Relatives fuming over mock wedding
Dear Annie: My "Aunt Valerie" has a 40-year-old son who e-mailed invitations to his destination wedding at a fancy hotel. My parents drove 12 hours (one way), while another aunt and uncle endured a 32-hour drive (one way), paying 250 per night at the hotel.
The day of the ceremony, my mother jokingly asked Valerie, "So he's really going to do this? He's got a license and everything?" Valerie replied, "Actually, this is sort of a mock wedding. They didn't have time to get the license. Besides, they really want to get married by their minister, but he couldn't come this weekend. Nobody's supposed to know."
My mother was furious they'd driven all that way and spent an exorbitant amount of money for a mock wedding. Mom waited until after the ceremony and quietly mentioned the information to my father, who, fuming, told my aunt and uncle. My aunt eventually phoned Valerie and told her none of them had any intention of attending another ceremony back home. Valerie said everyone was overreacting. She got into an argument with my father, flung all kinds of accusations at my mother, and was upset that no one seemed supportive of the bride and groom.
I heard the bride and groom are now legally married, finally. Are we justified in feeling deceived and misled? Or, as Valerie said, are we all overreacting? Please help us sort this out. There are some pretty hard feelings. Niece
Dear Niece: We understand your anger. You were misled, but it doesn't seem intentional. This is the wedding your cousin wanted to share with his family, and he was too disorganized to get the license in time. Instead of canceling, they decided to go through with the festivities. None of you was obligated to attend a second ceremony, but it would have been more diplomatic if your parents had simply replied, "Sorry, we can't make it," when invited to the real thing, instead of saying so in advance. Now we hope everyone will forgive one another and wish the newlyweds well.
Dear Annie: My cousin joined a gang. She's only 12, and I'm so scared for her that when I found out, I couldn't sleep. She's making me so mad. How can I help her? Scared in the USA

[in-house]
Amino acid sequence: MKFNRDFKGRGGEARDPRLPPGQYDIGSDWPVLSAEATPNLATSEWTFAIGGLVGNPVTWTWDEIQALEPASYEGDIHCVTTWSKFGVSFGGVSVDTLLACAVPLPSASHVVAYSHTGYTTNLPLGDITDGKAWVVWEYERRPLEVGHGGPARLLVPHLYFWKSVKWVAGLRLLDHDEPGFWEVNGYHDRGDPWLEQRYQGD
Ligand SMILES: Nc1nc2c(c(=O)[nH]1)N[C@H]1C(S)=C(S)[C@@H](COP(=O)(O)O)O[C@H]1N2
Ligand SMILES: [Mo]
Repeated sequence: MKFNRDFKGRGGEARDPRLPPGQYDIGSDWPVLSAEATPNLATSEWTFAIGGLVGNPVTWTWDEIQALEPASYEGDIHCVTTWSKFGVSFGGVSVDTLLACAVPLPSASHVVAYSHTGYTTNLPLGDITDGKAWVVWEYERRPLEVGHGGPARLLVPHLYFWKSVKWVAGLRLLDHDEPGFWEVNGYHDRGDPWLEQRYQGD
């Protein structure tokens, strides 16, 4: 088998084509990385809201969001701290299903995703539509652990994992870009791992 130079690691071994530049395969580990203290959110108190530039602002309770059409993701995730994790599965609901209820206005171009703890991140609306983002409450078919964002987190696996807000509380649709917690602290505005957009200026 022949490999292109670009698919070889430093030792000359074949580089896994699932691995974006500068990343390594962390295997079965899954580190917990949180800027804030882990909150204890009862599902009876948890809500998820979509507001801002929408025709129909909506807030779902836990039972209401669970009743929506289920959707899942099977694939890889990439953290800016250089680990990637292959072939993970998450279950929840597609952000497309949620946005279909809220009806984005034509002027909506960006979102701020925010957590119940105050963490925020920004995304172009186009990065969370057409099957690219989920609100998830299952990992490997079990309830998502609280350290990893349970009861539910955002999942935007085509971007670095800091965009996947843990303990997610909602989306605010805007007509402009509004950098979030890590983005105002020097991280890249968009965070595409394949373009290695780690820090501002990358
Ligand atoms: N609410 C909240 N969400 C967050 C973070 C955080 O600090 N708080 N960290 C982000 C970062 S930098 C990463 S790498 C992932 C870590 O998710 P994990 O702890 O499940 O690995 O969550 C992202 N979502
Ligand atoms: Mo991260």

Dear Scared: You are right to be scared. The best thing you can do for your cousin is to tell your parents, and ask them to discuss it with your cousin's parents. Your cousin may be upset with you, but you are doing the right thing. We hope her parents will find a way to help before your cousin makes a terrible mistake.
Dear Annie: When I read your column about Valentines for Vets, I got my little honor guard consisting of four kids (sixth-, seventh- and eighth-graders), and the school allowed us to have a field trip to the VA hospital in Biloxi.
The experience was a teary eye-opener for me, a retired Navy chief, and my honor guard loved it. It was one of the most rewarding experiences of my life, and the kids are still talking about it.
I am a member of the Patriot Guard Riders, and our Mississippi group made Easter baskets for vets at the veterans home in Jackson. I took my 12- year-old granddaughter to this event so she could see the sun rise on a veteran's face. Appreciated in Long Beach, Miss.
Dear Long Beach: Thank you for taking the time to make a difference in the lives of our veterans, as well as teaching the children how much a visit means to someone in the hospital. We hope more of our readers will be equally inspired.
E-mail your questions to firstname.lastname@example.org, or write to: Annie's Mailbox™, P.O. Box 118190, Chicago, IL 60611.
Copyright 2007 Associated Press. All rights reserved. This material may not be published, broadcast, rewritten, or redistributed.